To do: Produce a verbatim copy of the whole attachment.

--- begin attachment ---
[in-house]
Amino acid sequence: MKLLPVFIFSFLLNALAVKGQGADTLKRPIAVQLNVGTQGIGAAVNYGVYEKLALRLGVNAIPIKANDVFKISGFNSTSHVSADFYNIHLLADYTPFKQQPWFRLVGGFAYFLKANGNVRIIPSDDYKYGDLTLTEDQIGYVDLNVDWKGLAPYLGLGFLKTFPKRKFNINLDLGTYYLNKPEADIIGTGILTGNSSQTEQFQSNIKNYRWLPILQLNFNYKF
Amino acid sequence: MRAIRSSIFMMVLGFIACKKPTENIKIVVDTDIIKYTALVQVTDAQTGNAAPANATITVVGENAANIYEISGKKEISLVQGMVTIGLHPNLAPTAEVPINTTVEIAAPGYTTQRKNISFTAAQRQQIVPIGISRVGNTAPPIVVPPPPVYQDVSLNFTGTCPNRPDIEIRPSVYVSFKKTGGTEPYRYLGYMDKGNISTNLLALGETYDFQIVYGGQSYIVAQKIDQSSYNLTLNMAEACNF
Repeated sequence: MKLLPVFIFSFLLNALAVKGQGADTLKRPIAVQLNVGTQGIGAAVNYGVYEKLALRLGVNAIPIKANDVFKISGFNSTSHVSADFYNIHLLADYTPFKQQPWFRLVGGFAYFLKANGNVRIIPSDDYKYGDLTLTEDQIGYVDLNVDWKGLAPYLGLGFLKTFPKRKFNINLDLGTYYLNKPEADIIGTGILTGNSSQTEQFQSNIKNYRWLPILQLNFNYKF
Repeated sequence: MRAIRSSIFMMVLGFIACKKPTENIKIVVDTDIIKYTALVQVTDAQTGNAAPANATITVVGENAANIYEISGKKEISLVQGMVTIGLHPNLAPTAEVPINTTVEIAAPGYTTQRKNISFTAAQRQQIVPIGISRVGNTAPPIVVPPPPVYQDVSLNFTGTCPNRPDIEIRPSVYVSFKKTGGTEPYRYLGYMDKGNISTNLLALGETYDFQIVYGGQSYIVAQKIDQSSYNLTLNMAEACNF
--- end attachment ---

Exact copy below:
[in-house]
Amino acid sequence: MKLLPVFIFSFLLNALAVKGQGADTLKRPIAVQLNVGTQGIGAAVNYGVYEKLALRLGVNAIPIKANDVFKISGFNSTSHVSADFYNIHLLADYTPFKQQPWFRLVGGFAYFLKANGNVRIIPSDDYKYGDLTLTEDQIGYVDLNVDWKGLAPYLGLGFLKTFPKRKFNINLDLGTYYLNKPEADIIGTGILTGNSSQTEQFQSNIKNYRWLPILQLNFNYKF
Amino acid sequence: MRAIRSSIFMMVLGFIACKKPTENIKIVVDTDIIKYTALVQVTDAQTGNAAPANATITVVGENAANIYEISGKKEISLVQGMVTIGLHPNLAPTAEVPINTTVEIAAPGYTTQRKNISFTAAQRQQIVPIGISRVGNTAPPIVVPPPPVYQDVSLNFTGTCPNRPDIEIRPSVYVSFKKTGGTEPYRYLGYMDKGNISTNLLALGETYDFQIVYGGQSYIVAQKIDQSSYNLTLNMAEACNF
Repeated sequence: MKLLPVFIFSFLLNALAVKGQGADTLKRPIAVQLNVGTQGIGAAVNYGVYEKLALRLGVNAIPIKANDVFKISGFNSTSHVSADFYNIHLLADYTPFKQQPWFRLVGGFAYFLKANGNVRIIPSDDYKYGDLTLTEDQIGYVDLNVDWKGLAPYLGLGFLKTFPKRKFNINLDLGTYYLNKPEADIIGTGILTGNSSQTEQFQSNIKNYRWLPILQLNFNYKF
Repeated sequence: MRAIRSSIFMMVLGFIACKKPTENIKIVVDTDIIKYTALVQVTDAQTGNAAPANATITVVGENAANIYEISGKKEISLVQGMVTIGLHPNLAPTAEVPINTTVEIAAPGYTTQRKNISFTAAQRQQIVPIGISRVGNTAPPIVVPPPPVYQDVSLNFTGTCPNRPDIEIRPSVYVSFKKTGGTEPYRYLGYMDKGNISTNLLALGETYDFQIVYGGQSYIVAQKIDQSSYNLTLNMAEACNF